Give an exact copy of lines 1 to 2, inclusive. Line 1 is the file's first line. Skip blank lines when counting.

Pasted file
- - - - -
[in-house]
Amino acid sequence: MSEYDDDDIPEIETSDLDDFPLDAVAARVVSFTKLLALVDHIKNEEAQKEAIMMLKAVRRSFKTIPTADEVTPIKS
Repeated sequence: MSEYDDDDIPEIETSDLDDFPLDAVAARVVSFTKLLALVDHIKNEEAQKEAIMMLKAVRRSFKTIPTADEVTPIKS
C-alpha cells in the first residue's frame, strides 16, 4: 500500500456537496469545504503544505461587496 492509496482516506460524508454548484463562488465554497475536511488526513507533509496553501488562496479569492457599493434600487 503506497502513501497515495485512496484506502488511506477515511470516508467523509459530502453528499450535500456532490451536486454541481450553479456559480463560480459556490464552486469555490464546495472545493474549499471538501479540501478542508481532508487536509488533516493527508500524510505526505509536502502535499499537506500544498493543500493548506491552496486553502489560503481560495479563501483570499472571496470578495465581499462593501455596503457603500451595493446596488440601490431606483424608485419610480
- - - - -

[in-house]
Amino acid sequence: MSEYDDDDIPEIETSDLDDFPLDAVAARVVSFTKLLALVDHIKNEEAQKEAIMMLKAVRRSFKTIPTADEVTPIKS